As experience have shown that external partners, whether it is a major private company, bank or the government, prefer to implement projects with their participation and on their own terms. In particular, they feel more comfortable and profitable to attract forces to realize the project from outside. As a result, Tajikistan receives a finished object but does not find the corresponding management, development, technical, engineering, and other competencies. This model does not contribute to the development of the country and the transformation of society; it rather preserves retardation.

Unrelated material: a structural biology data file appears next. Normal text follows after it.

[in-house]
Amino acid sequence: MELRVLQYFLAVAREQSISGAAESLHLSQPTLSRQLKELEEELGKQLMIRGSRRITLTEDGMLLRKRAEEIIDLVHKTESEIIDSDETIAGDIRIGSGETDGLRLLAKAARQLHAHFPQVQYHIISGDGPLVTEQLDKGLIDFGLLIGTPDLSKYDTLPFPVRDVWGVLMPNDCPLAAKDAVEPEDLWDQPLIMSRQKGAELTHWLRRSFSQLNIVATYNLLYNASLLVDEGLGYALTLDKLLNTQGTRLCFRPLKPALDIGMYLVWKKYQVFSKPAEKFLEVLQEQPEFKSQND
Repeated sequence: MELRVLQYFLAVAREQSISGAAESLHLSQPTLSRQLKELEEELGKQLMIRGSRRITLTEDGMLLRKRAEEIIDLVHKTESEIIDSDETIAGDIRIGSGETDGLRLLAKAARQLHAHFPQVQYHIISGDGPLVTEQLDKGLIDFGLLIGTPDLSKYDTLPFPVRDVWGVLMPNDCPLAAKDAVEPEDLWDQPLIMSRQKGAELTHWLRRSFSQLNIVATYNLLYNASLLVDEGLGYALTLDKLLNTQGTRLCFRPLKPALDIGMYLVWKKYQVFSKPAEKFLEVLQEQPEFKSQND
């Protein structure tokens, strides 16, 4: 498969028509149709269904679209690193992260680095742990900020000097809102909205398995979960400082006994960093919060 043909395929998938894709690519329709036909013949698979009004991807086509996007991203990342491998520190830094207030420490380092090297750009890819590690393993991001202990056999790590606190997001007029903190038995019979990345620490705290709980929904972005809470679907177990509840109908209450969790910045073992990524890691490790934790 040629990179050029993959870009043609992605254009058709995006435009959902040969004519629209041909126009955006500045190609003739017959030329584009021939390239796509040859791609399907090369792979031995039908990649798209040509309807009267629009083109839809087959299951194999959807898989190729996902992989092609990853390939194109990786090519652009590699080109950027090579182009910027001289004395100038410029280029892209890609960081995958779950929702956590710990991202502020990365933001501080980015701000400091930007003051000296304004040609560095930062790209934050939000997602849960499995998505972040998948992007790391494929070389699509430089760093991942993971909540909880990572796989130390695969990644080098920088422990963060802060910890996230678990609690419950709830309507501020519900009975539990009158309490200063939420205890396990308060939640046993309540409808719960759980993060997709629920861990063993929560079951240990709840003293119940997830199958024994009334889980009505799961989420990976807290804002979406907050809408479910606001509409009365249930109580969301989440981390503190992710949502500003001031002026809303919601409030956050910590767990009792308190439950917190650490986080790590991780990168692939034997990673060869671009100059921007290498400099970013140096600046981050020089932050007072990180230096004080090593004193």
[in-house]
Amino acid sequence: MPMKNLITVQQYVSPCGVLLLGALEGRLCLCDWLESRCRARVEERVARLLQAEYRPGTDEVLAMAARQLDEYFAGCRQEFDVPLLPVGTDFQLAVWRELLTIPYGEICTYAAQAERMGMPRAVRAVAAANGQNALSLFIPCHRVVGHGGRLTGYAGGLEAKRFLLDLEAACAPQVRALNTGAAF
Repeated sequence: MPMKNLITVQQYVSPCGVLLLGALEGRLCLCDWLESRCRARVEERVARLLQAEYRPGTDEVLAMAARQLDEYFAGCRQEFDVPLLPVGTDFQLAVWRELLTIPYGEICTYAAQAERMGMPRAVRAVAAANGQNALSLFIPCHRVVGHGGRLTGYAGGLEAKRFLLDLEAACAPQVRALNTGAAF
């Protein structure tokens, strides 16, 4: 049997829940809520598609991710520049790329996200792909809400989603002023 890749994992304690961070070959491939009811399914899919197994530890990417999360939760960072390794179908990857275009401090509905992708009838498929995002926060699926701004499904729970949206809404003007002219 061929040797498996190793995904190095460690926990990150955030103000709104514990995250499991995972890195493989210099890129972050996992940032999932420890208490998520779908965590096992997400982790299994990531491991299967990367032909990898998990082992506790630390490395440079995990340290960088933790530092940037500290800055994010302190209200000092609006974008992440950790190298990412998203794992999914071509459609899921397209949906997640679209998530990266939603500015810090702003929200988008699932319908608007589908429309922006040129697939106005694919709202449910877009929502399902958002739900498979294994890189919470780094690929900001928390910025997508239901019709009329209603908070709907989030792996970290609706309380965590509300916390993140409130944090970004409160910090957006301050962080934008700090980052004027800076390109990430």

The absence of a real external investor for the Rogun project allows to change the existing order of things.
In modern conditions in Tajikistan, the independent implementation (without external investor’s participation) of the Rogun hydropower and other projects can be done only by the government, because of the extreme complexity of this task (exception here can only be the construction of small hydro power plants).
It is clear that the implementation of the construction requires as much as possible to mobilize their own not only financial and material, but, more importantly, organizational, administrative, engineering and other human resources, as well as to promote the reproduction of these resources.